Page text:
• is offered at both elementary schools for each grade level as part of their physical education curriculum.  It will include gaining knowledge of the myplate making healthy choices to promote and protect their health;
  • is an integral part of our 6th grade health class in our Oasis middle school and our Health Opportunities in Physical Education (H.O.P.E.) program in our Oasis High School;
  • promotes fruits, vegetables, whole grain products, low-fat and fat-free dairy products, healthy food preparation methods, and health-enhancing nutrition practices;
  • emphasizes caloric balance between food intake and energy expenditure (physical activity/exercise);
  • links with school meal programs, other school foods, and nutrition-related community services;
  • Will provide posters and/or brochures on the importance of healthy eating;

 Communications with Parents.  The district/school will support parents’ efforts to provide a healthy diet and daily physical activity for their children.   Schools should encourage parents to pack healthy lunches and snacks and to refrain from including beverages and foods that do not meet the above nutrition standards for individual foods and beverages.  The district/school will provide parents a list of foods that meet the district’s snack standards and ideas for healthy celebrations/parties, rewards, and fundraising activities.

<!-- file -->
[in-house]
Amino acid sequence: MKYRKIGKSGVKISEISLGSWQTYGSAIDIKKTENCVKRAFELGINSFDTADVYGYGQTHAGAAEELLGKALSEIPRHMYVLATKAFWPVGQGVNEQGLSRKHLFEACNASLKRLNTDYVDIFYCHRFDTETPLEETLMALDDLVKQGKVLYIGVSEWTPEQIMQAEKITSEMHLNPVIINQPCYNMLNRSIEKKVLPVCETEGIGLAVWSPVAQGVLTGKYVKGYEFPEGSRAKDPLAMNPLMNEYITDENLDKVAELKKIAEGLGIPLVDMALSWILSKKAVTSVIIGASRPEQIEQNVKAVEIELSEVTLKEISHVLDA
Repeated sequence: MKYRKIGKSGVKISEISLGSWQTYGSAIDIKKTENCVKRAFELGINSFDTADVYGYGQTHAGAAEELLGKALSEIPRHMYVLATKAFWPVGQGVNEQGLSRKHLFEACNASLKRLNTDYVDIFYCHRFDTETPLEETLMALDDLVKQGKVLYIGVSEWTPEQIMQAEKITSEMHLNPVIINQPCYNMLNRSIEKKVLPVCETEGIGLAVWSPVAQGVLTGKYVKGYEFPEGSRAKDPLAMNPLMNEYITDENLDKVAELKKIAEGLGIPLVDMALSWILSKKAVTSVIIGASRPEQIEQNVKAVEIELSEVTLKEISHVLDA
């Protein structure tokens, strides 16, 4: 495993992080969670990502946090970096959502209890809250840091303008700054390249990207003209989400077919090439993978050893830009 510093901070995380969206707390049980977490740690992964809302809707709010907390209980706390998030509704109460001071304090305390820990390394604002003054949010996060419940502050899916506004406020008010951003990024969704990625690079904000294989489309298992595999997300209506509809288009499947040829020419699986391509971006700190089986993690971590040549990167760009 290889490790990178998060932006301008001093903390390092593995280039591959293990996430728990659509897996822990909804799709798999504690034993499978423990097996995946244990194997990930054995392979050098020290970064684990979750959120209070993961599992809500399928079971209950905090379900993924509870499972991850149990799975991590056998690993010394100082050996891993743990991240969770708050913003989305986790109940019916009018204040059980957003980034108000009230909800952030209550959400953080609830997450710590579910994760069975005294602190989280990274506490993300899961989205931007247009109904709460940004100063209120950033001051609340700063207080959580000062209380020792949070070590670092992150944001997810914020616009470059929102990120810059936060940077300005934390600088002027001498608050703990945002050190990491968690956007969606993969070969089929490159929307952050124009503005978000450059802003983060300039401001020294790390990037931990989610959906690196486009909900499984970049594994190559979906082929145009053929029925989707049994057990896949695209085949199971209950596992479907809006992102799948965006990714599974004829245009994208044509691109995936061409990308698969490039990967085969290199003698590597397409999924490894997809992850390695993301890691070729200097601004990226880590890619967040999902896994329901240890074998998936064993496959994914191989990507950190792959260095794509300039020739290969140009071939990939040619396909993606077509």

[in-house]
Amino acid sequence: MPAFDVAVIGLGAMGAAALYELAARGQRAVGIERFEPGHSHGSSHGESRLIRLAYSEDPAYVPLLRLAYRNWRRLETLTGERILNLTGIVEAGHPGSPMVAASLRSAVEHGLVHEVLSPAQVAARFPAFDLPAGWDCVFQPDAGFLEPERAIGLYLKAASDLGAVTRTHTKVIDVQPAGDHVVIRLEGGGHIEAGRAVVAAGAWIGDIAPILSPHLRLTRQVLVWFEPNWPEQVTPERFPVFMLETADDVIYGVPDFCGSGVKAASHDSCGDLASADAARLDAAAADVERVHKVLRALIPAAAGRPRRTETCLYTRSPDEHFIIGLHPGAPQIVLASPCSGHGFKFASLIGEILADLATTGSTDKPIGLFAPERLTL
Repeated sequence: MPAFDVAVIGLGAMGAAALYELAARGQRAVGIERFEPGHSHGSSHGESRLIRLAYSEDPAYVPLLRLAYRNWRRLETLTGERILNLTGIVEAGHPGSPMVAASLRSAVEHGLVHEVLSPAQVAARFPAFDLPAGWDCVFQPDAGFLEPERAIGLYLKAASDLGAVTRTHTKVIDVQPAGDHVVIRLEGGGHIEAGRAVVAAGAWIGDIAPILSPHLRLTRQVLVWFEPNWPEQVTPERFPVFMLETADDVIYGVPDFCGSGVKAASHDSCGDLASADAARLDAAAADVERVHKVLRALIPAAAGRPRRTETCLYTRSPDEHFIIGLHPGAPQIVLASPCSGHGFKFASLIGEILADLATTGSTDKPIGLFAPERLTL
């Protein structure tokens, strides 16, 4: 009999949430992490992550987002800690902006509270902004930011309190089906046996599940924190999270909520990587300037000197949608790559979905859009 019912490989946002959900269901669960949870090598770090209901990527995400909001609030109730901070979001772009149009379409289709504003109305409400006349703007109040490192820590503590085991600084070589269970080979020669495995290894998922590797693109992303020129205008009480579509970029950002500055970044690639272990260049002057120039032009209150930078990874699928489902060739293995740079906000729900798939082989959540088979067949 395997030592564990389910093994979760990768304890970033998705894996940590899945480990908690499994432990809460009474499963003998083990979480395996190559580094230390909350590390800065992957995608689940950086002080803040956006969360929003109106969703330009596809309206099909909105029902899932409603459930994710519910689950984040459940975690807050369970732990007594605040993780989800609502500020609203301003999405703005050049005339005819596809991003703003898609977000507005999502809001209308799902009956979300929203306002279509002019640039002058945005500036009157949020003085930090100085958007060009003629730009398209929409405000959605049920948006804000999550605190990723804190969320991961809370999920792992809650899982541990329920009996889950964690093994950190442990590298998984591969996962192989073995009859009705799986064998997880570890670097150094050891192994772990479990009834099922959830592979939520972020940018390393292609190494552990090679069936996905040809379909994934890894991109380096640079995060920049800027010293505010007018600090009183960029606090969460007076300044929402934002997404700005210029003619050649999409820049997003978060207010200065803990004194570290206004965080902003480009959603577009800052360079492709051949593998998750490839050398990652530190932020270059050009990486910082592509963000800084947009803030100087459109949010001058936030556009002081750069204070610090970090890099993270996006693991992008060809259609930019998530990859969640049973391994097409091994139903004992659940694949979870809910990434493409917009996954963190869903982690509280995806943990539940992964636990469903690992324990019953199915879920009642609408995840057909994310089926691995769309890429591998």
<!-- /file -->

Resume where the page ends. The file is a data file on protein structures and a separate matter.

The school district will provide a monthly nutritional fact on menus and the school website to enhance nutritional communication with parents.  In addition, the school district will feature a fruit and vegetable flyer on the website which will provide recipes and nutritional facts.

The school district will provide parents/guardians the ability to view the food and beverage items their student is buying using a District approved online meal account/payment system.

The district/school will provide information about physical education and other school-based physical activity opportunities before, during, and after the school day; and support parents’ efforts to provide their children with opportunities to be physically active outside of school.  Such supports will include sharing information about physical activity and physical education through a website, newsletter, or other take-home materials, special events, or physical education homework.